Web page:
The tangled web
This is indeed a tangled web of lies, deceit, broken dreams, and violence, but there is little political will to change it. Parliamentarians in the Ghana government, for example, are some of the biggest clients of sex workers, and one member of parliament actually owns a guesthouse. Lust for money and sex in its myriad forms are driving and maintaining the system.

Saturday, September 25, 2021

Not What You Expected

Annamaria on Sunday???

Urgent message from Susan: "I hope I am not waking you – I just realized this is my MIE week and I am MIA – I am in Hokkaido on a hiking trip in the inn where I'm staying has no Internet. I have just enough signal to get a text out but I can't get a blog posted.  I'm very sorry!! Will you please light yours up early if it's ready?"

It turns out that they were supposed to have Wi-Fi at the hotel, but as Susan describes it, it stops working if you blow your nose. I have obviously said yes. Susan sent me a couple of pictures show me where she is. I have her permission to share them with you. The first is the mountain she just climbed:

The second is the Onsen of the inn where she is staying ay the base of the mountain, where she will be soaking while I am doing her job for her today.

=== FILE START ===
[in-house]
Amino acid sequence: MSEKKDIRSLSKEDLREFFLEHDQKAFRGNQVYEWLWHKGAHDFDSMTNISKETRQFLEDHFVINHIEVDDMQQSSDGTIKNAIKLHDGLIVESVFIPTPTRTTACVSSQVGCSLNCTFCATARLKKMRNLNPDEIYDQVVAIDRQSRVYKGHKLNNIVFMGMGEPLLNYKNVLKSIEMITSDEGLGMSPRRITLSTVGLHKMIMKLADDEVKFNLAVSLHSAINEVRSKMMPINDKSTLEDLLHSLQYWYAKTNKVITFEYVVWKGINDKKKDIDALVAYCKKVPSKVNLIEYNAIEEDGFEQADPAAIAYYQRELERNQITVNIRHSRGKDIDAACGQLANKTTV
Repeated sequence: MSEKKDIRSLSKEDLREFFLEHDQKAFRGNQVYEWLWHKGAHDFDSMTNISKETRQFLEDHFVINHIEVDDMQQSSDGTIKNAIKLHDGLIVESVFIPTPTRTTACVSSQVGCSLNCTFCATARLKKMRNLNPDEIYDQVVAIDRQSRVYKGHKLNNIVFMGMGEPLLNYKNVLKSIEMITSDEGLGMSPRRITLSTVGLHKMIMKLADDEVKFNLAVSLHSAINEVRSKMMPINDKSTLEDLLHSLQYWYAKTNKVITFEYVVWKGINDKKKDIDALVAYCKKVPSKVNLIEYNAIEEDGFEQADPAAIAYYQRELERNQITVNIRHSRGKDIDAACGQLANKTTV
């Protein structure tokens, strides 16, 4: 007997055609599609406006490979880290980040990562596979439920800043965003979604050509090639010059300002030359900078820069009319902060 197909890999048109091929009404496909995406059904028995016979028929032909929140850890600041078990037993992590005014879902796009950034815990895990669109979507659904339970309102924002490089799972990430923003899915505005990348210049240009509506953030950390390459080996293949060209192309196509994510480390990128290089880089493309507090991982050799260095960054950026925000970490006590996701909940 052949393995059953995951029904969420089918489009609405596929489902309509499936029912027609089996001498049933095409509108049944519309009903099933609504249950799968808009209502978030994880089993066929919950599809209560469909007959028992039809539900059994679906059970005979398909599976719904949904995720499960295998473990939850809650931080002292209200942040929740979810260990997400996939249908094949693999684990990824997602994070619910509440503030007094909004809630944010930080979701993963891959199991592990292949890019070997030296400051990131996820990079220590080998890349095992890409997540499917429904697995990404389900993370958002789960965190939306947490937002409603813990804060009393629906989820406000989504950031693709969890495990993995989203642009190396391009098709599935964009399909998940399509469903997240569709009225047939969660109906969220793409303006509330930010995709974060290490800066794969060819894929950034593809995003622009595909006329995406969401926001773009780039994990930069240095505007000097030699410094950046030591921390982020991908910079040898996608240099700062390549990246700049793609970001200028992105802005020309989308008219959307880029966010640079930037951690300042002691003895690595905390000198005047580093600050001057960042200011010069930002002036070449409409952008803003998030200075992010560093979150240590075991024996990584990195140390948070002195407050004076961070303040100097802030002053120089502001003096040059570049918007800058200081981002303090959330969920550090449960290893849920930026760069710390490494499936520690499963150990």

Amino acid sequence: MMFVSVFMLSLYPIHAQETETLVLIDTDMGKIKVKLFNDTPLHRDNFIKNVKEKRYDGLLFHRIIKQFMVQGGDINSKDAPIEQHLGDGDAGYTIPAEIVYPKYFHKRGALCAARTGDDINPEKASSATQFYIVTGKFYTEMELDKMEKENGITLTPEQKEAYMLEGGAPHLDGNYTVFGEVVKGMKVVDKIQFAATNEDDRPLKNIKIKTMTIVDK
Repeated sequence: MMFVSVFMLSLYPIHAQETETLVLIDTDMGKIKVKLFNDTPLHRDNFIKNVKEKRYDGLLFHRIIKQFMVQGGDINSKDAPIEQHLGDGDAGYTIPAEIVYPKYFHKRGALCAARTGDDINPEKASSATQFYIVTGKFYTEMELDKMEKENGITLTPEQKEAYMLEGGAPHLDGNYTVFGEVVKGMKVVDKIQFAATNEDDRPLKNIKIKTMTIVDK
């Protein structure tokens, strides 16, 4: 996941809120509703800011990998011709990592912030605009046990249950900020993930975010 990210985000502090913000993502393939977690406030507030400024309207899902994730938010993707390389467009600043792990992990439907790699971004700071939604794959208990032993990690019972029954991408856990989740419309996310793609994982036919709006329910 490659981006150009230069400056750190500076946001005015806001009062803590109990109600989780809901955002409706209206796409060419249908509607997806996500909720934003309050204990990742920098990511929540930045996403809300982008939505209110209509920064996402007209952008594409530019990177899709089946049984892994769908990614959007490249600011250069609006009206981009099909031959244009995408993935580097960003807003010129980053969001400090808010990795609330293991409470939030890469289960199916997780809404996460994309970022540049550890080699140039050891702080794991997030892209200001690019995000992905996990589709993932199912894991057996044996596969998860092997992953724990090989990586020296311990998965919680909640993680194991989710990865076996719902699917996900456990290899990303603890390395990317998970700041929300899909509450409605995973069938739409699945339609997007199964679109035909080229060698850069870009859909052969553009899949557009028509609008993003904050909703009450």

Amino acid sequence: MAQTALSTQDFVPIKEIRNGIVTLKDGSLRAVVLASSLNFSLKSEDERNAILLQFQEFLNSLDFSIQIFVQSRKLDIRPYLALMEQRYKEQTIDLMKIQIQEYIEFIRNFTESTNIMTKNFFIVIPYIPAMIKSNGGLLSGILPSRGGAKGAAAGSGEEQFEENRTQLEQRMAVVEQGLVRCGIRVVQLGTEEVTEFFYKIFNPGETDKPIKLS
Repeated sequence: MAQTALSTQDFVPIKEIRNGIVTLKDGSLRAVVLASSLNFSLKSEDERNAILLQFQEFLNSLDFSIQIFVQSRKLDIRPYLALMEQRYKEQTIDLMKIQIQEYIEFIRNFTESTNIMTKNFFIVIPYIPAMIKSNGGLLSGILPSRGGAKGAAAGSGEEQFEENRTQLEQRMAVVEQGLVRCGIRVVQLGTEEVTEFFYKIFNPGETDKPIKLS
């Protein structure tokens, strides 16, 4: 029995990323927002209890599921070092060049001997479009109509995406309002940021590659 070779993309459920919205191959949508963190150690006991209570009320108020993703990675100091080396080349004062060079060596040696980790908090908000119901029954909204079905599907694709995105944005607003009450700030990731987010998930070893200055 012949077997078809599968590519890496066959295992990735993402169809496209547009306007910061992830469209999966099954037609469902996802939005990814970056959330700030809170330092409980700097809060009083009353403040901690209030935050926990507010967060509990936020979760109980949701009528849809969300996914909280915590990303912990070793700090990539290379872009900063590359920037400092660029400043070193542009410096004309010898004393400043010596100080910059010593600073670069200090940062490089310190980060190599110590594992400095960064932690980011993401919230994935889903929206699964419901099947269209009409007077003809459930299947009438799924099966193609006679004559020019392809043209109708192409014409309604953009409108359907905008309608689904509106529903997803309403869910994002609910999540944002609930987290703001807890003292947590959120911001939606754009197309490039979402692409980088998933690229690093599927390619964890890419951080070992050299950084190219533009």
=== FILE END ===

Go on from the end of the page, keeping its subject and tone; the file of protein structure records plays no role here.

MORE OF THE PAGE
Here, along with the photo of Susan above, are a few more of Japan that I cherish as souvenirs from my time with her there nearly three years ago.

I usually write my blog on Sunday, but this week I would have been doing it on Saturday anyway. You see on Sunday I am going out to the Chianti, where we will be celebrating the 90th birthday of a very dear friend.  So while Susan is soaking in hot spring water, I will be drinking wine and dining fabulously on delicious, home-made Tuscan food.  If this isn't enough to make you so green with envy, here are the pictures that I had planned for my Monday blog. I had intended to call it 'For You, Kathy. Others May Also View." And to dedicate it to said Kathy, one of our most faithful and articulate MIE subscribers.